Quality Initiatives and the Supreme Court Healthcare Law Verdict | John DeGaspari | Healthcare Blogs Skip to content Skip to navigation

Quality Initiatives and the Healthcare Law Verdict

June 20, 2012
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Will patient care reforms survive the healthcare law ruling?

With the expected decision on healthcare reform by the Supreme Court, what will happen to patient safety and quality reforms taking place under the Affordable Care Act? In an article in Scientific American, several healthcare experts said that patients will suffer if the law is struck down.

Yet a recent story in the New York Times also points out that initiatives that hospitals have already put in place will have a lasting impact, and the economic pressure to provide better care to more people is irreversible. To illustrate its point, the article uses the example of 711-bed Maimonides Medical Center in Brooklyn, N.Y., which has achieved above average clinical outcomes and low mortality rates for pneumonia, heart failure and heart attack (although its patient satisfaction scores are also low), the article notes.

As noted in the Times article, the hospital has taken a home-grown approach to improvements. One example: it has asked labor management teams in every nursing unit to come up with their own improvement projects; one initiative has nurses making hourly rounds to offer patients extra help.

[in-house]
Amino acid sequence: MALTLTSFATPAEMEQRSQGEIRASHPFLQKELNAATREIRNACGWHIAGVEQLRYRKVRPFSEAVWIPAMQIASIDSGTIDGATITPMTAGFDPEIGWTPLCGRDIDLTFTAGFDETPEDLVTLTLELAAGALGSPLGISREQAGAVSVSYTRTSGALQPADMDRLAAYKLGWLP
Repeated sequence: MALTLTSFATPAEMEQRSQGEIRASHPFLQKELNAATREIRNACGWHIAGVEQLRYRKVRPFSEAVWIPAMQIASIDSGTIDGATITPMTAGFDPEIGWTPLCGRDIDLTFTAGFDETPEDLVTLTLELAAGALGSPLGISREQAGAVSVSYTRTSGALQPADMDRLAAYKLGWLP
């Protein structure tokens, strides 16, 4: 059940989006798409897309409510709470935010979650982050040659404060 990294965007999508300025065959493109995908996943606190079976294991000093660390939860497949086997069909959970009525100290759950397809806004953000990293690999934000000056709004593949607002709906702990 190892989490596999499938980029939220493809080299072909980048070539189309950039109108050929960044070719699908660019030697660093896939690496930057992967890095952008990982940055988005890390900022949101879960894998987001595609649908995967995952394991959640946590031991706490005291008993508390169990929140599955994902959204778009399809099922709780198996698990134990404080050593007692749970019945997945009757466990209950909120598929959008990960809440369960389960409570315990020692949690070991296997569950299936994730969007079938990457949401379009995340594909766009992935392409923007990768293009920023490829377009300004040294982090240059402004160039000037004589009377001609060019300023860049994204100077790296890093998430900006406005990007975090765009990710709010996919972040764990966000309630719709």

Another example: in an initiative undertaken a few years ago, Maimonides collaborated with a state psychiatric hospital to put mental health teams in storefront offices to care for low-income patients with mental illnesses, which reduced emergency department use by 30 percent and cut hospitizations by half. The hospital is now expanding the program in collaboration with community agencies and nearby Lutheran Medical Center.

The point is that these initiatives, which originated with the hospital, have made significant improvements in patient care, and, according to at least one Maimonides administrator, the improvements are here to stay. "If the Supreme overturns this law—and I pray it won’t—the world will go on changing,” Pamela S. Brier, Maimonides' chief executive, told the Times.

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